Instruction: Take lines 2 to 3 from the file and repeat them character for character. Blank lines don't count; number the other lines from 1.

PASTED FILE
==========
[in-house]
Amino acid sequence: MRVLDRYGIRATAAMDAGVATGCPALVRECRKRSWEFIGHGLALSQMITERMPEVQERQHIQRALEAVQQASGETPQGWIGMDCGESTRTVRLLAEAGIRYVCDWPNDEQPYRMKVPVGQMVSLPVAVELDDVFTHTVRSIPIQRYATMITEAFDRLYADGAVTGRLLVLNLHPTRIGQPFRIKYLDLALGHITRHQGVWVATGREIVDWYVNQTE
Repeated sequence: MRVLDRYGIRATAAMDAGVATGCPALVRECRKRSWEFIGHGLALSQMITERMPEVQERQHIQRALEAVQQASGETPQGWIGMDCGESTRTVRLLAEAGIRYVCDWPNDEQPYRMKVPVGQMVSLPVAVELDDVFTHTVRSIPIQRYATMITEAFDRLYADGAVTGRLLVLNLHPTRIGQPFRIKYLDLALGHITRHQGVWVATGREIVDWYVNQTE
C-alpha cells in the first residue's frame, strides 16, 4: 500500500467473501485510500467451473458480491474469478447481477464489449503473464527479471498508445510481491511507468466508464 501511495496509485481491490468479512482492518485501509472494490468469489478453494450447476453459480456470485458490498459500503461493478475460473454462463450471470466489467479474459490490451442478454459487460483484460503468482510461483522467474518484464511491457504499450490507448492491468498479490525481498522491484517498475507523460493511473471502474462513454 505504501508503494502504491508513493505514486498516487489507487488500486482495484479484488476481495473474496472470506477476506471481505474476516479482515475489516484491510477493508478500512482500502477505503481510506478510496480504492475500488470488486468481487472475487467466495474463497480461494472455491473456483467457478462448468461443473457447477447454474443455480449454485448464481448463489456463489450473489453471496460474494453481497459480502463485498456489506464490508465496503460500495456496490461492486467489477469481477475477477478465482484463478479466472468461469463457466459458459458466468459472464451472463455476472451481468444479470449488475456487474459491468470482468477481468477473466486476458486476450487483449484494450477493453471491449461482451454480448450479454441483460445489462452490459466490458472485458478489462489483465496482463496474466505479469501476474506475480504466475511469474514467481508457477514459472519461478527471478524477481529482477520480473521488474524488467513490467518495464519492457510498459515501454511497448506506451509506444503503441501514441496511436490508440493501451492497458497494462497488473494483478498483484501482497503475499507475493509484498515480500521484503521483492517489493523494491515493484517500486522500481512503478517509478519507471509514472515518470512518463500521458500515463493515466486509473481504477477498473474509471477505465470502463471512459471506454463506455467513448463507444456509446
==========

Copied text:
Amino acid sequence: MRVLDRYGIRATAAMDAGVATGCPALVRECRKRSWEFIGHGLALSQMITERMPEVQERQHIQRALEAVQQASGETPQGWIGMDCGESTRTVRLLAEAGIRYVCDWPNDEQPYRMKVPVGQMVSLPVAVELDDVFTHTVRSIPIQRYATMITEAFDRLYADGAVTGRLLVLNLHPTRIGQPFRIKYLDLALGHITRHQGVWVATGREIVDWYVNQTE
Repeated sequence: MRVLDRYGIRATAAMDAGVATGCPALVRECRKRSWEFIGHGLALSQMITERMPEVQERQHIQRALEAVQQASGETPQGWIGMDCGESTRTVRLLAEAGIRYVCDWPNDEQPYRMKVPVGQMVSLPVAVELDDVFTHTVRSIPIQRYATMITEAFDRLYADGAVTGRLLVLNLHPTRIGQPFRIKYLDLALGHITRHQGVWVATGREIVDWYVNQTE